Smart Cities, Smarter Cybersecurity?
The trend toward smart cities raises questions regarding their vulnerability to hackers. Local government officials and consumers weigh in on what the priorities should be.
To make the leap from digital to smart requires rethinking IT architecture, broadband infrastructure, workflows, user experience, staff training and more. Smart cities must be built on smart foundations.
Because the private sector continues to wrestle with big data challenges, it is assumed that local governments, which do not have deep data expertise, will face data-related hurdles.
74% of government respondents have a positive view of smart city developments.
Asked about overall priorities, 61% of government respondents named modernizing outdated IT systems and applications. Cybersecurity followed at 55%, tied with innovation and applying technology in new ways to solve problems.
Cities with 250,000 or more residents named innovation and applying technology in new ways to solve problems as their top technology priority.
13% of municipalities surveyed report having a fully operational smart cities initiative. 31% of those have a pilot under way. The rest struggle with building a business case for smart cities.
Here are the cyber security concerns expressed by government respondents:
Hack of critical infrastructure: 68%,
Citizen data exposed: 58%,
Major breach causing loss of confidence in smart cities: 51%,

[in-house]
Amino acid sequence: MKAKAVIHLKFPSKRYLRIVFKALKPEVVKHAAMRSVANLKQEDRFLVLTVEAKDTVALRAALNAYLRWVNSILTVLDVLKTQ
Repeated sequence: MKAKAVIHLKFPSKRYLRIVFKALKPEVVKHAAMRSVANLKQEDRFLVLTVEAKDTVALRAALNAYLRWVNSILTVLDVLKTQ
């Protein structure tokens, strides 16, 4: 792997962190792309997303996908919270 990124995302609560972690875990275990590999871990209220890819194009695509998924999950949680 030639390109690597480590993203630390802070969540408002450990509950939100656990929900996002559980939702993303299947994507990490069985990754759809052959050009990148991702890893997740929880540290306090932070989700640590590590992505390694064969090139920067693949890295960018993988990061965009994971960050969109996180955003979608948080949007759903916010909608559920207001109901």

Ransomware, systems taken hostage: 50%,
Cost of protecting systems: 48%,
Unknown vulnerabilities of new technologies: 46%
Only 9% of government respondents believe they are well-equipped to manage the cybersecurity component of smart cities.
Overall, 35% of respondents say they are well-equipped in some areas, but ill-equipped in others when it comes to cybersecurity. 26% believe they are mostly well-equipped. 17% said they are mostly ill-equipped.
34% of respondents from local governments for larger cities believe they are mostly well-equipped to handle cybersecurity in contrast to 26% of medium or small city local government officials.
31% of large city government officials said they are well-equipped in some areas and ill-equipped in others, in contrast to 40% of their counterparts at medium or small cities or rural local governments.
For the remaining 90% of respondents who do not feel well-equipped to handle the transition to smart cities, the report recommends: Do not reinvent the wheel. Leverage existing planning resources.
In anticipation of rollouts, start staff training and talent retention efforts early.
Strategically engage with technology partners.
Regarding budgeting, try to shift the mindset of cybersecurity as a cost center to cybersecurity as an investment.